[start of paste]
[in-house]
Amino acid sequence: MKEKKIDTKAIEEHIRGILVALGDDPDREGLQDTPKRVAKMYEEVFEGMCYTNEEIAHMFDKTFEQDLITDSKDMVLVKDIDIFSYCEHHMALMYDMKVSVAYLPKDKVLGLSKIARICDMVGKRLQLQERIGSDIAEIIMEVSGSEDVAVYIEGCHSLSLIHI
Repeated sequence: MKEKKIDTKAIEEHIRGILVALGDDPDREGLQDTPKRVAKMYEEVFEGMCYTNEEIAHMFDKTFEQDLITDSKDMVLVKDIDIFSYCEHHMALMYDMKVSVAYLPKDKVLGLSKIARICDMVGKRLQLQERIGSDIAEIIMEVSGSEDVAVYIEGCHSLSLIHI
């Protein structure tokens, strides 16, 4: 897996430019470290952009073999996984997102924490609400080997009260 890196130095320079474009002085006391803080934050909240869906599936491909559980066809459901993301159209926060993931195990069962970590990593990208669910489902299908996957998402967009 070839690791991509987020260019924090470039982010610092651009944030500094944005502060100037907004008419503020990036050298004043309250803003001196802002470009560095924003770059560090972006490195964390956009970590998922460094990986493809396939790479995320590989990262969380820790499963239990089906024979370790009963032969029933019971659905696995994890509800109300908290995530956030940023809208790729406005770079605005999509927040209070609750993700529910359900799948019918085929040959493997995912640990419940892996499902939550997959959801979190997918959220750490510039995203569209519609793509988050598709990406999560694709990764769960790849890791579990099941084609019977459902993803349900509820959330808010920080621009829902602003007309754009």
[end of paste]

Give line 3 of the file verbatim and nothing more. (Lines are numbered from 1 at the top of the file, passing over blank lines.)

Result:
Repeated sequence: MKEKKIDTKAIEEHIRGILVALGDDPDREGLQDTPKRVAKMYEEVFEGMCYTNEEIAHMFDKTFEQDLITDSKDMVLVKDIDIFSYCEHHMALMYDMKVSVAYLPKDKVLGLSKIARICDMVGKRLQLQERIGSDIAEIIMEVSGSEDVAVYIEGCHSLSLIHI